I used to stitch screenshots manually years ago. It took me hours to prepare images for my app reviews. Now, iCloud Photo Library puts screenshots from all my devices on the iPad instantly, and Workflow combines images inside Photos thanks to its action extension. I love this automation because it freed up a significant chunk of time that can now go into producing more content for MacStories and the Club.
You can get the workflow here.
Copy App Store Links
This is a recent addition to my automation arsenal that has been made possible by the improvements to lists in Workflow.
Workflow has long featured the ability to search the App Store and return app results for different platforms. With support for rich lists, searching the App Store in Workflow is now a faster experience than using the App Store itself: I can type a keyword, pick a platform, and Workflow will show me app results with icons, titles, and prices in a list.
The workflow I made lets me look up an app and copy its link to the iOS clipboard. The link is an affiliate one, and the workflow can be triggered from a widget. I usually keep this workflow in Split View with my text editor on the other side, which lets me search for apps, copy their links, and paste them in Markdown with a keyboard shortcut.
You can get the workflow here.
Now for a different kind of automation – widget launchers.
I don’t have a lot of launchers, but I use a few ones constantly from the app’s widget (which sits atop the Workflow one). I have launchers to open notes in Bear13, Spotify playlists, specific projects in Todoist, and the Club board we share on Trello. There’s nothing crazy going on here – just some simple launchers for apps that save me a bit of time every day. I like that Launcher lets me define different sizes for my widgets and I’m also a fan of custom icons I can create by myself.
You can read more about Launcher in my review of version 2.0.
RSS and Fiery Feeds
Inoreader isn’t as popular as Feedly, but it’s packed with serious automation and filtering capabilities that have allowed me to tailor hundreds of subscriptions to my needs, which has been essential over the past couple of months. Also, Inoreader is the fastest RSS service I’ve tried and I never experienced a single downtime.
Fiery Feeds, on the other hand, is the new standard for power-user RSS readers on iOS. The app works with several RSS services and it’s deeply customizable: you can control themes, adjust typographic settings, and create custom sharing actions. Among these sharing options, you can set up your own URL launchers to send an article to another app. Anyone familiar with the old Mr. Reader should remember this concept.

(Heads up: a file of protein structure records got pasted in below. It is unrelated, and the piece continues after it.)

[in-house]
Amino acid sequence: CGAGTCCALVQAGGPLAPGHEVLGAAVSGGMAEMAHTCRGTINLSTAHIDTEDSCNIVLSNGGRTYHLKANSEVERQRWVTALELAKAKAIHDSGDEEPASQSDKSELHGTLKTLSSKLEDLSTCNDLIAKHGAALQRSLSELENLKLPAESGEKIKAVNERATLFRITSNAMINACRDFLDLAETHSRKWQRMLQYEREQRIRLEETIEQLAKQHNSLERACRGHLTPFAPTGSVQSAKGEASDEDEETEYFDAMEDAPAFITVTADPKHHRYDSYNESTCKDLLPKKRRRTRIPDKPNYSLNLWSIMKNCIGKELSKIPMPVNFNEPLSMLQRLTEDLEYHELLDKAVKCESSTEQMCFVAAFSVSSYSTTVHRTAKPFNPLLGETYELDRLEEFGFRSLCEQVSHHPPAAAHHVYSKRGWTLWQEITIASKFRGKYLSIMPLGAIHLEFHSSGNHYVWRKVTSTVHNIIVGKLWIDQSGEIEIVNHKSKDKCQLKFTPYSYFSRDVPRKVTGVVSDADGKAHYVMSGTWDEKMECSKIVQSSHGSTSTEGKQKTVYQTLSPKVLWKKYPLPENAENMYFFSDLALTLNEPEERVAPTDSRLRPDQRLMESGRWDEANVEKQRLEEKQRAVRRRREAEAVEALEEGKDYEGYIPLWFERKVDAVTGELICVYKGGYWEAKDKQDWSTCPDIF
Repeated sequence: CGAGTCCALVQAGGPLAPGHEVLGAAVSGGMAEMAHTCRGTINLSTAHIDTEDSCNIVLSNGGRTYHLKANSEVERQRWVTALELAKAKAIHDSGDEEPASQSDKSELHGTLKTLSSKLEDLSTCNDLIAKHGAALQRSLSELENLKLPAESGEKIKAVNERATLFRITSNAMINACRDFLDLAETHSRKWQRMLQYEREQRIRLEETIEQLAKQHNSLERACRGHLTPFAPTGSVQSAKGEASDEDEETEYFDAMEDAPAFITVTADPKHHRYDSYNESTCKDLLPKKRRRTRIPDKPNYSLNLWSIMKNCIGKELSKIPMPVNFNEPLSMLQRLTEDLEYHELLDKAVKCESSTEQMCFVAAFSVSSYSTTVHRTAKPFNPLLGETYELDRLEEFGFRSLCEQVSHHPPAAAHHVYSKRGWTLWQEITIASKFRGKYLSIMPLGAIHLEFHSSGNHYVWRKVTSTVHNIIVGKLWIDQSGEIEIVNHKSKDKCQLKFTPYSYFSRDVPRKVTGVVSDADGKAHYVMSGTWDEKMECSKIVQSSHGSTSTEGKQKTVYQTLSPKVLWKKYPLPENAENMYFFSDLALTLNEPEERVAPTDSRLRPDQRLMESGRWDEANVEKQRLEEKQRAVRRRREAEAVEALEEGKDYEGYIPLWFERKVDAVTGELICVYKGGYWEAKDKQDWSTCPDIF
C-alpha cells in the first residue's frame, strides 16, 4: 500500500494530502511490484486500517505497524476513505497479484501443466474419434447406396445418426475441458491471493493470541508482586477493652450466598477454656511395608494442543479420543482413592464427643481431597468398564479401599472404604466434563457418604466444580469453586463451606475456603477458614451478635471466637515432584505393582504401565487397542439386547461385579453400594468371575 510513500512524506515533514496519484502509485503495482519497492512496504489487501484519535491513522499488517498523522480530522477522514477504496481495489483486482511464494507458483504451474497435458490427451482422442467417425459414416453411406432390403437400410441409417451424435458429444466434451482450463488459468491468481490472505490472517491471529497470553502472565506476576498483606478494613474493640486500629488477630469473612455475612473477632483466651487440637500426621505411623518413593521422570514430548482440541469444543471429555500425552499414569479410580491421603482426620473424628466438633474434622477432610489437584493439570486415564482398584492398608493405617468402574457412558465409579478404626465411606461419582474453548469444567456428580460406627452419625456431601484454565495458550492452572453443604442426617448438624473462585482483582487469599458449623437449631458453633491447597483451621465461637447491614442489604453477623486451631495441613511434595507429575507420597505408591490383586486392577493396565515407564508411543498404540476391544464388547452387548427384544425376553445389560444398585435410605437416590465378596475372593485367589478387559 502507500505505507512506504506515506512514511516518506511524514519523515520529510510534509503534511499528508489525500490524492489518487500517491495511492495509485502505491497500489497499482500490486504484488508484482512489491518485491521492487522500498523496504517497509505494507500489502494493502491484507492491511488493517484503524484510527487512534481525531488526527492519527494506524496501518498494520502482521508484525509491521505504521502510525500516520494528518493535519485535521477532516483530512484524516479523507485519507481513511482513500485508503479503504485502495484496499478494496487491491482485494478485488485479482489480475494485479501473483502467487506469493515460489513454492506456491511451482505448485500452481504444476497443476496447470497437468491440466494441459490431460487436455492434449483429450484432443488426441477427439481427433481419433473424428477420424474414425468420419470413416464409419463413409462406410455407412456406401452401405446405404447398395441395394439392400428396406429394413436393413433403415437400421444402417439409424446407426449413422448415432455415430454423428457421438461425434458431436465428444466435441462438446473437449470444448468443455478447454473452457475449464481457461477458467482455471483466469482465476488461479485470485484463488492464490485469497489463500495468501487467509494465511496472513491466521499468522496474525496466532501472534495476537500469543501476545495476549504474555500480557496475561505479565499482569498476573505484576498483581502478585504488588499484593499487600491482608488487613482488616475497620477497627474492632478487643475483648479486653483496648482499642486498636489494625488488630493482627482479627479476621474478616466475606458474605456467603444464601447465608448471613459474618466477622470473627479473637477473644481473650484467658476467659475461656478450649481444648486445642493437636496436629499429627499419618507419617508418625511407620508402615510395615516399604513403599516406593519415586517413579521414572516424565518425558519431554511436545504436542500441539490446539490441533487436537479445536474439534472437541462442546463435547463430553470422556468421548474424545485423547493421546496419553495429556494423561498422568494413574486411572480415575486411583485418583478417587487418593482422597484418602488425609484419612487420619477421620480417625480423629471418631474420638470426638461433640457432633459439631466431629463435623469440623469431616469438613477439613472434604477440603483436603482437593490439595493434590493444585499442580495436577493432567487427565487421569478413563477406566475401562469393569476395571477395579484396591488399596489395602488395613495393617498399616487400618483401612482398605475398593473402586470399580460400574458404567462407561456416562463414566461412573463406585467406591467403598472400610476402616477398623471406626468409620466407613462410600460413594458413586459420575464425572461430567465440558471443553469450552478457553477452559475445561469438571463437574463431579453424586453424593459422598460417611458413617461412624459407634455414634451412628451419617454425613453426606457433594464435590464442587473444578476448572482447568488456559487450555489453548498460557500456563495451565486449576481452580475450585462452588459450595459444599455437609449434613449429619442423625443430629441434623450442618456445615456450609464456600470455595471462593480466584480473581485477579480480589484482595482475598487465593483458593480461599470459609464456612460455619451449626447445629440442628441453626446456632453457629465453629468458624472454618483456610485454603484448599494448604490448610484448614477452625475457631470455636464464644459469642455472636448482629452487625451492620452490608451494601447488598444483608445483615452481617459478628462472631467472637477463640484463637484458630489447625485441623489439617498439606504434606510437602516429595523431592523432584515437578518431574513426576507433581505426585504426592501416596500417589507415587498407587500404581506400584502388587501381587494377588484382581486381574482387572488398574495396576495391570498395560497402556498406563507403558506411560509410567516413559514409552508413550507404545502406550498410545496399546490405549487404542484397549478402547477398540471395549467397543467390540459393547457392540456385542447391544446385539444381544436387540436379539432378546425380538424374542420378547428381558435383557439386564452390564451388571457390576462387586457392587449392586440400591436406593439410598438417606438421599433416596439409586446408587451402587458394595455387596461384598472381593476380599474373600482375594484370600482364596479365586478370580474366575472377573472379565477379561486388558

I have only one custom action in Fiery Feeds that I assigned to the Quick Share gesture – a launcher that turns an article into a task due in an hour in Todoist. Every time I find a story I want to link to, I long-press it and Todoist opens with the article’s details and due time already filled into the New Task screen. Simple, but effective.
Markdown and Editorial
Before Workflow, there was Editorial. It’s fair to say I was happy with this text editor. Now, Workflow has replaced 90% of my automation needs and there are superior Markdown text editors on the App Store (alas, Editorial hasn’t been updated in a while), but I still use the app for specific Markdown automation that I can’t have anywhere else.
Thanks to a beta version developer Ole Zorn sent me, I was able to use Editorial in Split View on the iPad Pro this summer when I was editing my iOS 10 review, and it turned out to be an essential tool in the final stages. Without it, I wouldn’t have been ready for the launch of iOS 10. I did the same for this story: I wrote it in iA Writer and edited it in Editorial.
Below, you can find a collection of my most used Editorial workflows.14
- Insert a Markdown link from the clipboard: replaces selected text and turns it into an inline Markdown link;
- Insert Markdown image: takes an image URL from the clipboard and inserts it in the document, placing the cursor between square brackets so I can type the
altattribute (which we use for image captions on MacStories);
- Insert footnote: the workflow asks for a footnote name and text, pastes the text at the bottom of the document, and restores the cursor position back at the original line;
- Reopen URL: scans the current line for URLs and opens one in Safari. I use this with Safari in Split View to quickly check links previously added to a draft;
- Open In: sends the current document as a .txt file to the share sheet.
Editorial is still an amazing app that fills a unique niche. Hopefully, the beta version I’m still testing will eventually be released on the App Store.
Without automation, I probably wouldn’t have had the patience to start using my iPad 3 as a MacBook replacement four years ago. Today, automation is no longer required to get advanced tasks done on iOS, but it’s a welcome addition that makes everything faster and more flexible, like on macOS.
It’s not that I can’t use iOS without my workflows – I just don’t want to. iOS automation has a bright future, and I feel like 2017 will bring some great new possibilities.